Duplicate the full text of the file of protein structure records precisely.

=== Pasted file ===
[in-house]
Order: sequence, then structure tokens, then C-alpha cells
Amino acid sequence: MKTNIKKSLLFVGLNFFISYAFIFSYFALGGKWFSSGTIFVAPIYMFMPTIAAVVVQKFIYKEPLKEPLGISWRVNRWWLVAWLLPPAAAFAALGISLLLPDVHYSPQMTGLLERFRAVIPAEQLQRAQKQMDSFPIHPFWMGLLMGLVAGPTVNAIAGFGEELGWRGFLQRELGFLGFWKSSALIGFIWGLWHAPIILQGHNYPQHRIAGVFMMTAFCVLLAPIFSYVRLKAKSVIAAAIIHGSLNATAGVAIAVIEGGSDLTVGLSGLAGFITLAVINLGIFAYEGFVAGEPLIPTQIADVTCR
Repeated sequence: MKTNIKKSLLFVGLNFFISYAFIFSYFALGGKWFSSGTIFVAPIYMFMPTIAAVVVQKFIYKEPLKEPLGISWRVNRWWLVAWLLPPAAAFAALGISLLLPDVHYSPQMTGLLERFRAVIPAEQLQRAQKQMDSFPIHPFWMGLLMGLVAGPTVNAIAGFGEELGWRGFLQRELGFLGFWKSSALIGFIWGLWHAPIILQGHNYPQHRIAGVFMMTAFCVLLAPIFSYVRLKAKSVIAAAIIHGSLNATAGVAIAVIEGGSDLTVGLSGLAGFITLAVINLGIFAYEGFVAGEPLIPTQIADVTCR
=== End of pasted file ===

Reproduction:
[in-house]
Order: sequence, then structure tokens, then C-alpha cells
Amino acid sequence: MKTNIKKSLLFVGLNFFISYAFIFSYFALGGKWFSSGTIFVAPIYMFMPTIAAVVVQKFIYKEPLKEPLGISWRVNRWWLVAWLLPPAAAFAALGISLLLPDVHYSPQMTGLLERFRAVIPAEQLQRAQKQMDSFPIHPFWMGLLMGLVAGPTVNAIAGFGEELGWRGFLQRELGFLGFWKSSALIGFIWGLWHAPIILQGHNYPQHRIAGVFMMTAFCVLLAPIFSYVRLKAKSVIAAAIIHGSLNATAGVAIAVIEGGSDLTVGLSGLAGFITLAVINLGIFAYEGFVAGEPLIPTQIADVTCR
Repeated sequence: MKTNIKKSLLFVGLNFFISYAFIFSYFALGGKWFSSGTIFVAPIYMFMPTIAAVVVQKFIYKEPLKEPLGISWRVNRWWLVAWLLPPAAAFAALGISLLLPDVHYSPQMTGLLERFRAVIPAEQLQRAQKQMDSFPIHPFWMGLLMGLVAGPTVNAIAGFGEELGWRGFLQRELGFLGFWKSSALIGFIWGLWHAPIILQGHNYPQHRIAGVFMMTAFCVLLAPIFSYVRLKAKSVIAAAIIHGSLNATAGVAIAVIEGGSDLTVGLSGLAGFITLAVINLGIFAYEGFVAGEPLIPTQIADVTCR